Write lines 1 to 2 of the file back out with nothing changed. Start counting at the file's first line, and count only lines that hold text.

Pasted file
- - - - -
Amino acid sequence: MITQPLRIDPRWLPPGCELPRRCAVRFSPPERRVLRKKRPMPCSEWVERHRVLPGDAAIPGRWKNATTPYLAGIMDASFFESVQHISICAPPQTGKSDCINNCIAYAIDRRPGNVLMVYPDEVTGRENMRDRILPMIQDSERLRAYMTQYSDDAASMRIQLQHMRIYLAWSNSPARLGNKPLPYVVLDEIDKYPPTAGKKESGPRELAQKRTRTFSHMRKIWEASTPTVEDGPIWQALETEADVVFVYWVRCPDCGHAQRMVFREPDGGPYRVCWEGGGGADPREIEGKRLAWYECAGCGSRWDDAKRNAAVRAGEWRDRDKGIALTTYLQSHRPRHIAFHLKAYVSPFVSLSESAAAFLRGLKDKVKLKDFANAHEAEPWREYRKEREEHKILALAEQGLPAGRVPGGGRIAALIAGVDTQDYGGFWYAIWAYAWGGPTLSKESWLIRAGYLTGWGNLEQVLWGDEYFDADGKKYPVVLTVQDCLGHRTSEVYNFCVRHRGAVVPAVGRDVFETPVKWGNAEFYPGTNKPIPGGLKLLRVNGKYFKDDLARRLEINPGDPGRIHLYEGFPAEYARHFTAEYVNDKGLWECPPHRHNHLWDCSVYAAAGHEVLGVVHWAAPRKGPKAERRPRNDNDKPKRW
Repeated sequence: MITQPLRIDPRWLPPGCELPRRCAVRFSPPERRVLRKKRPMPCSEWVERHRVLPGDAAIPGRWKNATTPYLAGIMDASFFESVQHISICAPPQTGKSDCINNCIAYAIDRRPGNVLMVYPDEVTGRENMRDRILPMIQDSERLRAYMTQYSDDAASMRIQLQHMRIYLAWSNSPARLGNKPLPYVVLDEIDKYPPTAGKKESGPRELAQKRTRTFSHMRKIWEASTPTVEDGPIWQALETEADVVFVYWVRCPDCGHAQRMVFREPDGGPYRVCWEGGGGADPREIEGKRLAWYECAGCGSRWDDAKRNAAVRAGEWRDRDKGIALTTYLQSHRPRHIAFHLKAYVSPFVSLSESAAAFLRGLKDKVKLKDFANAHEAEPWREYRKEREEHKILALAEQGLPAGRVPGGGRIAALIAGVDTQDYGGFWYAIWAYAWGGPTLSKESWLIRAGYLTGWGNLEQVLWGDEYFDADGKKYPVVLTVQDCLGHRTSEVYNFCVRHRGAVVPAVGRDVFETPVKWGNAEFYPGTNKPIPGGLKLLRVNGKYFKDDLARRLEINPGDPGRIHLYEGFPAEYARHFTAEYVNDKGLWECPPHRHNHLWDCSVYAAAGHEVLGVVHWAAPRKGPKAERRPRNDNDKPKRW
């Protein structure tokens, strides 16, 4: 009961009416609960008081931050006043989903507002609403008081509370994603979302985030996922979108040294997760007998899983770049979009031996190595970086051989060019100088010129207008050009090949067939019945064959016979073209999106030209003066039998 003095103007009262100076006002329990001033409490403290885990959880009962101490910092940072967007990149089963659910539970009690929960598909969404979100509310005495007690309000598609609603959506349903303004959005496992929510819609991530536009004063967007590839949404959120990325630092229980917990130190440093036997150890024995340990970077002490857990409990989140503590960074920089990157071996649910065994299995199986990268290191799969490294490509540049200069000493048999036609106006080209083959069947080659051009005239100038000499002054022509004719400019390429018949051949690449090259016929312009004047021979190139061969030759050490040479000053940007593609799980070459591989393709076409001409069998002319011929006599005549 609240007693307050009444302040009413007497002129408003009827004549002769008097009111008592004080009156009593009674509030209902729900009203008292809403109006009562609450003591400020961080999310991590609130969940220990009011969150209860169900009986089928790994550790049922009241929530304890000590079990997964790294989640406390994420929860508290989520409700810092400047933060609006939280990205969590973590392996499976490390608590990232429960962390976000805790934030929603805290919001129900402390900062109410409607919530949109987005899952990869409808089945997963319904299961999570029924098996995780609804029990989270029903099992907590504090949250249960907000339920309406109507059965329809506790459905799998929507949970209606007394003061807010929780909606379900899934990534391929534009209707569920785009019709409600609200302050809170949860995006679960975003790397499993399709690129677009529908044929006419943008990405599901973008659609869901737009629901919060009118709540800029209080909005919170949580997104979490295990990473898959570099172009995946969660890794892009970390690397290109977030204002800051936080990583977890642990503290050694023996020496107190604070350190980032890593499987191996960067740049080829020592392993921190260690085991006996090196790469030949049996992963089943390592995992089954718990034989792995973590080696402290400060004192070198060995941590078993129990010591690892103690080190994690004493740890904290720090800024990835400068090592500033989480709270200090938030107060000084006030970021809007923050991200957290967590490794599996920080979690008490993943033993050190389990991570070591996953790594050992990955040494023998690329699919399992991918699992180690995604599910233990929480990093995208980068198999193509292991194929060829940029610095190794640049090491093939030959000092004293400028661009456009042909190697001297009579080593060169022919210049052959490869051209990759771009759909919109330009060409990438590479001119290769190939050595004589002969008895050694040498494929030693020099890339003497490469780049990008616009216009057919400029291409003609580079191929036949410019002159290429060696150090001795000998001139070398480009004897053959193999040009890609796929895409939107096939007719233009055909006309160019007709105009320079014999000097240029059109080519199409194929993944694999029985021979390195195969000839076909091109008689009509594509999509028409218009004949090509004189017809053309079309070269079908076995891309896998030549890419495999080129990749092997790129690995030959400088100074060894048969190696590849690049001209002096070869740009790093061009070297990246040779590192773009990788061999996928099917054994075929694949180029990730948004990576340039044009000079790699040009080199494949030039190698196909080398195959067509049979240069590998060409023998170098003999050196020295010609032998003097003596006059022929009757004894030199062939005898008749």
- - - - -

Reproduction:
Amino acid sequence: MITQPLRIDPRWLPPGCELPRRCAVRFSPPERRVLRKKRPMPCSEWVERHRVLPGDAAIPGRWKNATTPYLAGIMDASFFESVQHISICAPPQTGKSDCINNCIAYAIDRRPGNVLMVYPDEVTGRENMRDRILPMIQDSERLRAYMTQYSDDAASMRIQLQHMRIYLAWSNSPARLGNKPLPYVVLDEIDKYPPTAGKKESGPRELAQKRTRTFSHMRKIWEASTPTVEDGPIWQALETEADVVFVYWVRCPDCGHAQRMVFREPDGGPYRVCWEGGGGADPREIEGKRLAWYECAGCGSRWDDAKRNAAVRAGEWRDRDKGIALTTYLQSHRPRHIAFHLKAYVSPFVSLSESAAAFLRGLKDKVKLKDFANAHEAEPWREYRKEREEHKILALAEQGLPAGRVPGGGRIAALIAGVDTQDYGGFWYAIWAYAWGGPTLSKESWLIRAGYLTGWGNLEQVLWGDEYFDADGKKYPVVLTVQDCLGHRTSEVYNFCVRHRGAVVPAVGRDVFETPVKWGNAEFYPGTNKPIPGGLKLLRVNGKYFKDDLARRLEINPGDPGRIHLYEGFPAEYARHFTAEYVNDKGLWECPPHRHNHLWDCSVYAAAGHEVLGVVHWAAPRKGPKAERRPRNDNDKPKRW
Repeated sequence: MITQPLRIDPRWLPPGCELPRRCAVRFSPPERRVLRKKRPMPCSEWVERHRVLPGDAAIPGRWKNATTPYLAGIMDASFFESVQHISICAPPQTGKSDCINNCIAYAIDRRPGNVLMVYPDEVTGRENMRDRILPMIQDSERLRAYMTQYSDDAASMRIQLQHMRIYLAWSNSPARLGNKPLPYVVLDEIDKYPPTAGKKESGPRELAQKRTRTFSHMRKIWEASTPTVEDGPIWQALETEADVVFVYWVRCPDCGHAQRMVFREPDGGPYRVCWEGGGGADPREIEGKRLAWYECAGCGSRWDDAKRNAAVRAGEWRDRDKGIALTTYLQSHRPRHIAFHLKAYVSPFVSLSESAAAFLRGLKDKVKLKDFANAHEAEPWREYRKEREEHKILALAEQGLPAGRVPGGGRIAALIAGVDTQDYGGFWYAIWAYAWGGPTLSKESWLIRAGYLTGWGNLEQVLWGDEYFDADGKKYPVVLTVQDCLGHRTSEVYNFCVRHRGAVVPAVGRDVFETPVKWGNAEFYPGTNKPIPGGLKLLRVNGKYFKDDLARRLEINPGDPGRIHLYEGFPAEYARHFTAEYVNDKGLWECPPHRHNHLWDCSVYAAAGHEVLGVVHWAAPRKGPKAERRPRNDNDKPKRW